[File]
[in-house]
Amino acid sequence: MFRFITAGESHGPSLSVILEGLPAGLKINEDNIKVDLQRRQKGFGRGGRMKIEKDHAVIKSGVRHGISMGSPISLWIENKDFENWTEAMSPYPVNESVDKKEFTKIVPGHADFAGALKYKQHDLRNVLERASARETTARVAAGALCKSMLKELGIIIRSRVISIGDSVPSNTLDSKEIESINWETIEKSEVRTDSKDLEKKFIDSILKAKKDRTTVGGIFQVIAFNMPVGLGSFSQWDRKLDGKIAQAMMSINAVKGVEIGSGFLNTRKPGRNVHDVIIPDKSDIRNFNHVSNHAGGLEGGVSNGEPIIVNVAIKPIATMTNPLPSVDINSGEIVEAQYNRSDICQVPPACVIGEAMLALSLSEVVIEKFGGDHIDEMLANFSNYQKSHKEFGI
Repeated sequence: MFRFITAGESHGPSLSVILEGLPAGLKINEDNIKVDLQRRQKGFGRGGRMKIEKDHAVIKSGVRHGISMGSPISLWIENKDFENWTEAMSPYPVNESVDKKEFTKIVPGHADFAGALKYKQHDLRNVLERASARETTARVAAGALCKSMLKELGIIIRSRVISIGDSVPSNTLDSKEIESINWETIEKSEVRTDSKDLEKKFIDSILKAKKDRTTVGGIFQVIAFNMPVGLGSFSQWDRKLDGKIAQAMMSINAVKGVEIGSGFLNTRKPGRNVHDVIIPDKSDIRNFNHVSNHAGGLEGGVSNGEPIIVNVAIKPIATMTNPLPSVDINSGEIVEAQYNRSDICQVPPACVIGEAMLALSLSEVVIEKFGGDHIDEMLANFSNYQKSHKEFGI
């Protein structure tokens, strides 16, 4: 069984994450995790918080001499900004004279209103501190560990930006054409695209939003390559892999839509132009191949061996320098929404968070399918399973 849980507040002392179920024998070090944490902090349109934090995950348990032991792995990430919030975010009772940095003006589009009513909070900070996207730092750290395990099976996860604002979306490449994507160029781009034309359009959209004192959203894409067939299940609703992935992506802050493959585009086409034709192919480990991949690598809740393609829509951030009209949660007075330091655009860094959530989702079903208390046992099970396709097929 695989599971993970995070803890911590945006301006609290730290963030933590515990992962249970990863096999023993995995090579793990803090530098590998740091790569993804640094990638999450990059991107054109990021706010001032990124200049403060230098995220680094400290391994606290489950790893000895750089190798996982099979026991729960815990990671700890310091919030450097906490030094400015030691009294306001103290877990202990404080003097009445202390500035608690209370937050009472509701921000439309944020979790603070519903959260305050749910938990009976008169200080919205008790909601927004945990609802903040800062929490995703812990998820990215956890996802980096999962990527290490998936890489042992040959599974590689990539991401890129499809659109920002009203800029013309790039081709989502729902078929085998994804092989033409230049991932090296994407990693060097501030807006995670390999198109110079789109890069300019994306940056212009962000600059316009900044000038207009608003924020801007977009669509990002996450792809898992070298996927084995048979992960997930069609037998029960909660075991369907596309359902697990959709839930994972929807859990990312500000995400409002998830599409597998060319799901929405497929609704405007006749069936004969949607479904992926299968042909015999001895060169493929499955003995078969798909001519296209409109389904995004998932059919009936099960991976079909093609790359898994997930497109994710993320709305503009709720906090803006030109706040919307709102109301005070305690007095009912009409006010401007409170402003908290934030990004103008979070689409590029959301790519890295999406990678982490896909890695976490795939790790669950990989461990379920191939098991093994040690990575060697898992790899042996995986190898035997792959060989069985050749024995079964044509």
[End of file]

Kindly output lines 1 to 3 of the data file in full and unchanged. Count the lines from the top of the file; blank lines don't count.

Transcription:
[in-house]
Amino acid sequence: MFRFITAGESHGPSLSVILEGLPAGLKINEDNIKVDLQRRQKGFGRGGRMKIEKDHAVIKSGVRHGISMGSPISLWIENKDFENWTEAMSPYPVNESVDKKEFTKIVPGHADFAGALKYKQHDLRNVLERASARETTARVAAGALCKSMLKELGIIIRSRVISIGDSVPSNTLDSKEIESINWETIEKSEVRTDSKDLEKKFIDSILKAKKDRTTVGGIFQVIAFNMPVGLGSFSQWDRKLDGKIAQAMMSINAVKGVEIGSGFLNTRKPGRNVHDVIIPDKSDIRNFNHVSNHAGGLEGGVSNGEPIIVNVAIKPIATMTNPLPSVDINSGEIVEAQYNRSDICQVPPACVIGEAMLALSLSEVVIEKFGGDHIDEMLANFSNYQKSHKEFGI
Repeated sequence: MFRFITAGESHGPSLSVILEGLPAGLKINEDNIKVDLQRRQKGFGRGGRMKIEKDHAVIKSGVRHGISMGSPISLWIENKDFENWTEAMSPYPVNESVDKKEFTKIVPGHADFAGALKYKQHDLRNVLERASARETTARVAAGALCKSMLKELGIIIRSRVISIGDSVPSNTLDSKEIESINWETIEKSEVRTDSKDLEKKFIDSILKAKKDRTTVGGIFQVIAFNMPVGLGSFSQWDRKLDGKIAQAMMSINAVKGVEIGSGFLNTRKPGRNVHDVIIPDKSDIRNFNHVSNHAGGLEGGVSNGEPIIVNVAIKPIATMTNPLPSVDINSGEIVEAQYNRSDICQVPPACVIGEAMLALSLSEVVIEKFGGDHIDEMLANFSNYQKSHKEFGI